A vivid cauliflower and white bean puree

by admin on August 27, 2009 · 28 comments

Post image for A vivid cauliflower and white bean puree

Isn’t this purple cauliflower amazing? I was prepared for disappointment with this cauliflower, having had my heart broken a couple of summers back by the amazing purple beans that turn dirty green as soon as they hit water.  Even the lady who grew said cauliflower warned that it would turn an unflattering mucky colour on cooking.  But no, happy days; the cauliflower turned a glorious, unnatural looking blue-tinged lilac.  Maybe it was the steaming that did it?

Cauliflower has been given a bad rap by those for whom its characteristic smell brings back memories of school dinner and also by those who believe no beige food could ever be nutritionally worthy. This is totally unjustified – all of the fruits and vegetables that you can squeeze into your diet count and it is definitely worth having variety as your mantra where veg are concerned as they all have their own hidden talents.  The humble, beige (and purple) cauliflower is packed with glucosinolates, a group of chemicals that seem to help cells repair their DNA and so reducing the risk of cancer-causing damage.  Glucosinolates (found in cabbages, broccoli and cauliflower) incidentally contain sulphur, hence the classic brassica smell.

purple cauliflorets

I was after something a little more substantial than cauliflower mash and so added a can of drained butter beans (almost certainly an idea that had wormed deep into my sub-conscious after reading Kathryn’s excellent cauliflower mash recipe in An Honest Kitchen Winter recipe collection – there are as many new recipes in the world as there are songs).  Tahini brings out the nuttiness of both the cauli and the beans. Chives add that little something that all of the onion family bring to the table with non of the bother of cooking or harshness of the raw.  This puree is delicious as a side dish or slathered onto a piece of garlic-rubbed toast (if you’re adventurous I’m sure you could even turn it into some sort of soup). Unlike mashed potato, which doesn’t count at all, a portion of this puree counts as two servings of veg.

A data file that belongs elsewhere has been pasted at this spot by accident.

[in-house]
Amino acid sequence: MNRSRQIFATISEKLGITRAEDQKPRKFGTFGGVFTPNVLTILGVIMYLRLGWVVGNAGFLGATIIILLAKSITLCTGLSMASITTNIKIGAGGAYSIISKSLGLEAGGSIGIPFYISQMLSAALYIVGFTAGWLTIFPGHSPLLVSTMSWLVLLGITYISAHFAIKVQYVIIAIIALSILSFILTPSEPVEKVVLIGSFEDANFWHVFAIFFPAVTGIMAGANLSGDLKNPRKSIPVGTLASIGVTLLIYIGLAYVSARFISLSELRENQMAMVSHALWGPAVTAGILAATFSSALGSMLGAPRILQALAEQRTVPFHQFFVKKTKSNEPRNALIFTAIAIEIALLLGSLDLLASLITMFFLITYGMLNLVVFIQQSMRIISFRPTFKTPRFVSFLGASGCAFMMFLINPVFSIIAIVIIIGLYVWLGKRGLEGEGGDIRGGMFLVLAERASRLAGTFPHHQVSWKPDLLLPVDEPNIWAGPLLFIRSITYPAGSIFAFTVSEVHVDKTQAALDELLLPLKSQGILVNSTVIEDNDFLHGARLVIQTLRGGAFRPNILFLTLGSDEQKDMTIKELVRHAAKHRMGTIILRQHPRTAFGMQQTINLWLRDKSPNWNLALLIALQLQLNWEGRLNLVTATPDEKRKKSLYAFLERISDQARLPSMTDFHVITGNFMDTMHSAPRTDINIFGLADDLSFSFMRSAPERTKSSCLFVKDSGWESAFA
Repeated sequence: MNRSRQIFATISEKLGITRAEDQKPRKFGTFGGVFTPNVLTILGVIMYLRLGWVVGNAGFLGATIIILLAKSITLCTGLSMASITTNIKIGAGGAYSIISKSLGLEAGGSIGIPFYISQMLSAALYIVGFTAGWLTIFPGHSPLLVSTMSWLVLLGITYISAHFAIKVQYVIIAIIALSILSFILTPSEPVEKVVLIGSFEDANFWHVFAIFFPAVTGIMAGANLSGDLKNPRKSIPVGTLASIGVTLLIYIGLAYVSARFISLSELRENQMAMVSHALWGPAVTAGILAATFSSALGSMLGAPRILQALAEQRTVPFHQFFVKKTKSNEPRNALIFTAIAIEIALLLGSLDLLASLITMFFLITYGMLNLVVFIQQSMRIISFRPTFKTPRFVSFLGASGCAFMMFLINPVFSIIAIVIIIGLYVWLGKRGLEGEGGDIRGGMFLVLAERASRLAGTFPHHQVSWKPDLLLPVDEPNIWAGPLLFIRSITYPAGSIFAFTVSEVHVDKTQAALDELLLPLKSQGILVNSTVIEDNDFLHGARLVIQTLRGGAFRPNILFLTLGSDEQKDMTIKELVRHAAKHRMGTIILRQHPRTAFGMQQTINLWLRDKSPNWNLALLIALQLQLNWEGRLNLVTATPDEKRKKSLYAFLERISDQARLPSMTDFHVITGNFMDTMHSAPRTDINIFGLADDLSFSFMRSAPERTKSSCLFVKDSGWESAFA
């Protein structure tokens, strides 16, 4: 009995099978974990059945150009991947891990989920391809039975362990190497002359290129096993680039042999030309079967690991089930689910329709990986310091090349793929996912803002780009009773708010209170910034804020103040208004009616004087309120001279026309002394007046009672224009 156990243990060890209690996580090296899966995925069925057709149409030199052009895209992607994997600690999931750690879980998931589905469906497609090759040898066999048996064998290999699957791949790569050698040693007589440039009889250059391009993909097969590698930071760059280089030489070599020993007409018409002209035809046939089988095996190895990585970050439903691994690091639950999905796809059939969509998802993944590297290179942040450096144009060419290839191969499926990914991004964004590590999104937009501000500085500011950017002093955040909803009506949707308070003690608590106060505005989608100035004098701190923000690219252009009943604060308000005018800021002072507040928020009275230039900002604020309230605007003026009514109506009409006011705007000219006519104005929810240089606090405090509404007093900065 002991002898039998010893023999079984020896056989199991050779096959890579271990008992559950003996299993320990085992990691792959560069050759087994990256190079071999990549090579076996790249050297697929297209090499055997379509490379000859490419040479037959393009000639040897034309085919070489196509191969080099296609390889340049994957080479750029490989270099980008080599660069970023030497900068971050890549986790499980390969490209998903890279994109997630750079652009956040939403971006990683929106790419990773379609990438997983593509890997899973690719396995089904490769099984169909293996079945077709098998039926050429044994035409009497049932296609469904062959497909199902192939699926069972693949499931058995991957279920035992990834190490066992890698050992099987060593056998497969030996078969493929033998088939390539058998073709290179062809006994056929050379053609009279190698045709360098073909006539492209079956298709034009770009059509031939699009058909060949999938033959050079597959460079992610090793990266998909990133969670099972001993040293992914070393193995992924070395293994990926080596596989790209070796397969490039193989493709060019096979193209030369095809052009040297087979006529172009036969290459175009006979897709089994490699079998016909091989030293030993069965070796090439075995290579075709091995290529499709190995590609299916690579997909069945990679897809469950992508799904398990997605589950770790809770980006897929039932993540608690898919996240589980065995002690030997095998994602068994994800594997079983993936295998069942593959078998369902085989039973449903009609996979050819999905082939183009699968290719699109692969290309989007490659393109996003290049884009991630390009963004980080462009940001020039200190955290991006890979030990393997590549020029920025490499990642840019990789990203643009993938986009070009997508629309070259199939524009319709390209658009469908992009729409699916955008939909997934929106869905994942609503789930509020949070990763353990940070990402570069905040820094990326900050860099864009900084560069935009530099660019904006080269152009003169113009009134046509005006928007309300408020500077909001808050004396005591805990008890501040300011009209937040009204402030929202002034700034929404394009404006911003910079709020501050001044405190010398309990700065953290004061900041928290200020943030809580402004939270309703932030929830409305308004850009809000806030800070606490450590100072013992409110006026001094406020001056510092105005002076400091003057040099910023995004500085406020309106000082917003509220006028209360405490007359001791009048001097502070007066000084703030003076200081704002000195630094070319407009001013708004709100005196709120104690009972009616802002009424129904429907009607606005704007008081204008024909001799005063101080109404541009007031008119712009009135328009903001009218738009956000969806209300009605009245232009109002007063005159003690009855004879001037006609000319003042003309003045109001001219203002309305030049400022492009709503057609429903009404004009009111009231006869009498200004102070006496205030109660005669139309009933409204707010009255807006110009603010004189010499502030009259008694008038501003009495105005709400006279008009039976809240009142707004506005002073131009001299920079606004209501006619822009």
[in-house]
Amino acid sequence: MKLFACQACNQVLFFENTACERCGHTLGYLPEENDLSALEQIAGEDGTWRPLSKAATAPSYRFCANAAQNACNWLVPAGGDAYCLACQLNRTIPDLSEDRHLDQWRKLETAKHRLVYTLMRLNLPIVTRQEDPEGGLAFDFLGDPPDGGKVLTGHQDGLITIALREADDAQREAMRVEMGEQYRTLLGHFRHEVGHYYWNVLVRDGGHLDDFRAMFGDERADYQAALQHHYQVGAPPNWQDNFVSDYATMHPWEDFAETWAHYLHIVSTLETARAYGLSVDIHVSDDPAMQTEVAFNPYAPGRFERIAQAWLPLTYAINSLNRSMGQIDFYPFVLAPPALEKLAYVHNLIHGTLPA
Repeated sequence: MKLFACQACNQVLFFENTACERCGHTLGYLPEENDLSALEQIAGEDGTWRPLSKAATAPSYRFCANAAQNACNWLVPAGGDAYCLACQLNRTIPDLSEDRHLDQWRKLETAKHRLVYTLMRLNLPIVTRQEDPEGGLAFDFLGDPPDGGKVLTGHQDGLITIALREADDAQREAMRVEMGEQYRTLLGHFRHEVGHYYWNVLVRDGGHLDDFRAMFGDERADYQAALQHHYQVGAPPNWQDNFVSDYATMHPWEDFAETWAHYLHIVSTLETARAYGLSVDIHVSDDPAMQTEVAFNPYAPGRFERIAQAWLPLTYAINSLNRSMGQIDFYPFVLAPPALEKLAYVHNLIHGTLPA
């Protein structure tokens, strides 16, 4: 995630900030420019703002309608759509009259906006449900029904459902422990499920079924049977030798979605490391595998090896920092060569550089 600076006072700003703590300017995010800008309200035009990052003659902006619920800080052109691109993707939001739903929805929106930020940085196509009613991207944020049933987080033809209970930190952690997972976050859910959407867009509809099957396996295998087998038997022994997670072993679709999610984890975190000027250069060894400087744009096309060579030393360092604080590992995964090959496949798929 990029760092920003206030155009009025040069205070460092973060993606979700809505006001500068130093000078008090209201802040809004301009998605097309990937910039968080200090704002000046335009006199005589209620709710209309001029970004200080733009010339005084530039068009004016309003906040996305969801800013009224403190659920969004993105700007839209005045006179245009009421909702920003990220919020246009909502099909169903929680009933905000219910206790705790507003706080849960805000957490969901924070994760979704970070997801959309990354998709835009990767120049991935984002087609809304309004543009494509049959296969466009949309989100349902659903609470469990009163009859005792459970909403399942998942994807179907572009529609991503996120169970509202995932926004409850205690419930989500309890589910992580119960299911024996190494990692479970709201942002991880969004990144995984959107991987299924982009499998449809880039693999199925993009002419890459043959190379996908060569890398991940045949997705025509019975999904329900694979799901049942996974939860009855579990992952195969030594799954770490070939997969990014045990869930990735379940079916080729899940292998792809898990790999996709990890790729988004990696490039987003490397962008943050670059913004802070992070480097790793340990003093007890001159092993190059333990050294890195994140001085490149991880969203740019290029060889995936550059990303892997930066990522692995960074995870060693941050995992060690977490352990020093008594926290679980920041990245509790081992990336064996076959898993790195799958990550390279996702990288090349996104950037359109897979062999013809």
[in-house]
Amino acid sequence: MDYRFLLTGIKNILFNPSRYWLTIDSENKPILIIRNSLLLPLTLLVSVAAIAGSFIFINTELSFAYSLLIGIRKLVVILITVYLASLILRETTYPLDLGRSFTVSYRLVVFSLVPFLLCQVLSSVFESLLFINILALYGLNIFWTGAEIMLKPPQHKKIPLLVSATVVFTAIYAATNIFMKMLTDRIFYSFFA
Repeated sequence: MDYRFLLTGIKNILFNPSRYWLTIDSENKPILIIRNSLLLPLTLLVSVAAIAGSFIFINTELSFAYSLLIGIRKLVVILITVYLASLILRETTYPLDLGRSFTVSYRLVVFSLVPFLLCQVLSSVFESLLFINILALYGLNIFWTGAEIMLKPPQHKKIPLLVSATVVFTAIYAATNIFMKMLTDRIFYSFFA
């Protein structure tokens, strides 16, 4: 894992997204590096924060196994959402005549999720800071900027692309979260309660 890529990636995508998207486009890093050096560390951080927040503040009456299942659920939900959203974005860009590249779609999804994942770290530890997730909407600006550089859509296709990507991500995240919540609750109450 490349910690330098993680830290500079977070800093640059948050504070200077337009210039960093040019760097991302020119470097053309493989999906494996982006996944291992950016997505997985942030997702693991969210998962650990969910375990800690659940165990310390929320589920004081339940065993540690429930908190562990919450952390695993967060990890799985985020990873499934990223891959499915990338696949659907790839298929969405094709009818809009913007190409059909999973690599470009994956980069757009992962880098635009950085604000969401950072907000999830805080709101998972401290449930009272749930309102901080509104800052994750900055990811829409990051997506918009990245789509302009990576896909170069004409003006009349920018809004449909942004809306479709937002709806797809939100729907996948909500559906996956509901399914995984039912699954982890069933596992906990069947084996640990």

purplecauli on toast

Recipe for a vivid cauliflower and white bean puree

Serves four

1 head of cauliflower, cut into florets
400g can butter beans, drained
1 heaped tsp tahini
2 tsp olive oil
A small bunch of chives
Salt and freshly ground pepper

Steam, boil or microwave the cauliflower until just tender.

Put the cauliflower into a blender and add the beans. Blend to a coarse puree (or a smoother texture if you prefer).

Add the tahini, olive oil and seasoning and blend again briefly.

Stir the chives through the mash just before serving.


Lucy August 27, 2009 at 23:54

Well, if that isn’t the most beautiful puree I’ve ever seen…steaming! Brilliant way around that colour-loss.
I’m growing a few of these – know exactly what I’ll be doing with them.
(Photos are divine, by the way).

Elaine August 28, 2009 at 00:27

Beautiful! I’m definitely going to try this recipe with my next head of cauliflower, though I don’t know if I can get a purple variety. It would be worth going out of the way to find, though.
Love the photos. As pretty as a field of lavender.

Meghan (Making Love In The Kitchen August 28, 2009 at 03:41

I just bought a purple cauliflower today at the market- going to throw some beans into a pot to soak overnight so I can make this tomorrow!

Arwen from Hoglet K August 28, 2009 at 07:40

I grew some Purple King beans and was disappointed when they turned green, so it’s very impressive to see the cauliflower looking so beautiful. It’s nice to have a new way to use tahini too.

Sophie August 28, 2009 at 08:52

MMMMMMMMMM,..I love purple cauliflower!! & I adore this delicious recipe!
Thanks! Looks very tasty!!

Johanna August 28, 2009 at 11:28

oh I want some of that cauli and that puree – I found a green cauli the other day and felt I didn’t do it proud but I love this puree and now will be wishing and hoping for such a vivid caul